PHILADELPHIA (CBS) — Police released surveillance video and photos of a person they are calling a person of interest in the Center City mail bombing that happened on Nov. 22.


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Jim Alden, 60, suffered suffered shrapnel wounds when the package he opened exploded in his kitchen on 18th and Pine.

Police call it a “targeted act of violence.”

“I don’t want anyone out there thinking there’s some random person delivering these things,” said Sam Rabadi, the special agent in charge of the ATF in Philadelphia.

The motive behind the explosion was not immediately clear, and police say the victim does not appear to know who would want to hurt him.

Authorities are seeking the public’s help in identifying the person of interest in the photo above. They say they will also release video.

Commissioner Richard Ross says they are not necessarily saying the person in the photos manufactured the device.

“It is important to try and identify the person who constructed it. It was very dangerous, and caused significant injuries and could’ve caused death,” police say.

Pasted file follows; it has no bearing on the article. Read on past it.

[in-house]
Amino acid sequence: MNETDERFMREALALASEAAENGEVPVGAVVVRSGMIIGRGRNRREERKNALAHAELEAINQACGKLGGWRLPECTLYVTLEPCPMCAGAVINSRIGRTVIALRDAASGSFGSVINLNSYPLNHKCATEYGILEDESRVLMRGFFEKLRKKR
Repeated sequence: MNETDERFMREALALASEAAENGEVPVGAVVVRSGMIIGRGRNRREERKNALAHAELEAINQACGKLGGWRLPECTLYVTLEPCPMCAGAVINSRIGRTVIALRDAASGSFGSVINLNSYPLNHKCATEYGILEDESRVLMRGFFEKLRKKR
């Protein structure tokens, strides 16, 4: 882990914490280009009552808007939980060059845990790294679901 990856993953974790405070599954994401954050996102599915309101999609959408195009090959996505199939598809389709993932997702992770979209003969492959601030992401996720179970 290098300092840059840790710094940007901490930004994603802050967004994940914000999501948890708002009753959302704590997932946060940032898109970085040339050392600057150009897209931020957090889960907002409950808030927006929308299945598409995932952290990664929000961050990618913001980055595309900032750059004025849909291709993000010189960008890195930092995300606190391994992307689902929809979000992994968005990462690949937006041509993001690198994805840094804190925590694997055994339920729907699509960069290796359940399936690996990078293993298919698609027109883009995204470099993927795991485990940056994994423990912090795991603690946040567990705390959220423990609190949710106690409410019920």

Ross adds, “We do not have a motive right now. That’s one of the challenges we’re dealing with.”

Alden told authorities he thought the package was medicine. He’s currently out of the hospital, and told investigators he doesn’t recognize the person in the video.

Authorities say they believe the person of interest is Asian, but they are unsure if the person is male or female.

They say he or she was wearing an “Elmer Fudd” type of hat and they could be in their late teens to early 30s.

The package is still being examined by ATF and an official says it was a homemade explosive device.

“I have been in this city for 16 years and I’ve never seen anything like it. I’ve spoken to colleagues, they haven’t. Even beyond this city here, we haven’t seen this type of device anywhere in this entire region on the entire east coast. It does concern us. But I don’t want anyone to think there is some random person delivering these things, it was a specific target,” said Rabadi.

ATF officials declined to say what made the bomb so rare, but they are taking DNA samples in hopes it will give them a match.

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Police are offering a $10,000 reward for information leading to an arrest and conviction.